And probably it wouldn’t if it hadn’t been for the fact that this dog was not a stray dog. It had its owner – somebody to whom it was attached more that to anyone else in the world. But after the “incident” the owner just walked up to a still shaking body, took it by the tail and threw it into the ditch; then shook his hands and went away. He did it so quickly and so naturally as if he did not do anything else in his life but walking along the road and throwing dead corpses into the ditch.

The next day, the carnival started. – God does not like carnival – says the boy met in the square. – Why? – I ask surprised. – He does not like it and that’s it – the boy answers. – So, what is he doing that time? – I don’t give it up. – He’s sleeping. But even then, he sees everything. He has a third eye, my grandma told me – the boy answers with a very serious face. – So even when he sleeps, he is able to see everything, because he has three eyes.

Such an eye would come in very useful. It would be nice to see what you are usually not able to see. At the very least one could respond somehow in some situations, especially those which happen unexpectedly and the only thing you can do is to smile and say “thank you”. What else could we do when in a small town Juan de Acosta a man brought breakfast for us? Or when the owner of Malibu Hotel (whose room prices exceeded our two-week budget) offered us the entire floor of his hotel?


Not to mention two, suspiciously looking women we met in Barranquilla, who at first we insolently and nonchalantly ignored. If it hadn’t been for their help we would never have found affordable accommodation, because somehow it escaped our notice that during the last four days of the carnival it would be more than advisable to reserve a room at least a month earlier.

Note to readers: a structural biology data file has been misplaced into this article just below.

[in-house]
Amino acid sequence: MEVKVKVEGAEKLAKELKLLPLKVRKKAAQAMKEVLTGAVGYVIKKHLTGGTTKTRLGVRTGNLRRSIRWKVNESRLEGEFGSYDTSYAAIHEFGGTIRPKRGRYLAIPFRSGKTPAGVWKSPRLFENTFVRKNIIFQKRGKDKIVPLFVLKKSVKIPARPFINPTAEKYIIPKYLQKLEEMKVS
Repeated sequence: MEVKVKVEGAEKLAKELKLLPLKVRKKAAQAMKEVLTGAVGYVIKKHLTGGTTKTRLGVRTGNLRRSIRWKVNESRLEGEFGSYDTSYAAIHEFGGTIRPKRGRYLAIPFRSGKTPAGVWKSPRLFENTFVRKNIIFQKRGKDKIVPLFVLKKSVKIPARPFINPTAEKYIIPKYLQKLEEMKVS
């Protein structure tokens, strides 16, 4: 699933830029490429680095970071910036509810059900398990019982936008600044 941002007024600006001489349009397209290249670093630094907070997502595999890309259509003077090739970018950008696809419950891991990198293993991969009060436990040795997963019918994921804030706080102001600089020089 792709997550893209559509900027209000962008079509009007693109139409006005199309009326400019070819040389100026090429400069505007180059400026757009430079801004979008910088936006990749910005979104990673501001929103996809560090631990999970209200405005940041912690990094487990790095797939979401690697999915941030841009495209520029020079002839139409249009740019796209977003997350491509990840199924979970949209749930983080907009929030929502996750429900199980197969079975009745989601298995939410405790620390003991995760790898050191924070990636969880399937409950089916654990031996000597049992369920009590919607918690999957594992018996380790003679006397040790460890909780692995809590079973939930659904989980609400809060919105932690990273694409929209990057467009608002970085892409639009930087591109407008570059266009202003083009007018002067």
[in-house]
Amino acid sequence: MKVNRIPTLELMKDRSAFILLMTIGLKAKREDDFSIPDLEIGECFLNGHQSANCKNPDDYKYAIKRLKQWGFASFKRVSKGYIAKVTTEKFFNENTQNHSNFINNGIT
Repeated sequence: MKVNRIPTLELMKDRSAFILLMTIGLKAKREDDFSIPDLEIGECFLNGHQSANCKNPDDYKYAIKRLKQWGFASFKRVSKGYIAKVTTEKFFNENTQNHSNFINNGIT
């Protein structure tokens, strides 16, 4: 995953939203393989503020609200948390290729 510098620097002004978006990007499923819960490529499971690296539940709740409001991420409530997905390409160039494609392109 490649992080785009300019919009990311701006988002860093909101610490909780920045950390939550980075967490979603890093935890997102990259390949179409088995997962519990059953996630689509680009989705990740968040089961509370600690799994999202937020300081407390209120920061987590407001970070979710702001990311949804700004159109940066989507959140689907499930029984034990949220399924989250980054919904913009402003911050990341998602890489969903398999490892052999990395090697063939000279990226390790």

And finally the girl from Panamanian hostel “Luna’s Castle”, who broke the rules and allowed me to stay overnight, regardless of the fact that the hostel was overbooked. I slept exactly in the same spot, where fifteen months earlier I had been finishing writing my last book “Dream of Return” (in original: “Sen powrotu”). I did not ask for anything. When I heard, “I’m sorry, but there are no vacancies,” I thought that the girl would just add “have a nice evening” and then she would continue taking care of the penitents queuing before the reception. She asked me to wait and then she led me to the big room pointing to a “hollow”. I knew that place. I knew that very well. I spent there hours looking for words in the ceiling. Mosquitoes bit as always.

I put up the tent and opened my mind, full of tangled thoughts. Tangled even more than usual, because I’m cycling alone again. Fidrygalka borrowed the wings and flew into the clouds leaving me on the ground. Although land or clouds, is there any difference? I close my eyes and I can see. Does it mean that I also have a third eye? Maybe all of us have. Always open. Always alert, even as we sleep.

“And before you hear it, listen well. Did you see it? Do not rush until you can see more clearly.” W. Myśliwski

When God created the coffee break


“We should not judge people by their peak of excellence; but by the distance they have traveled from the point where they started.” Henry Ward Beecher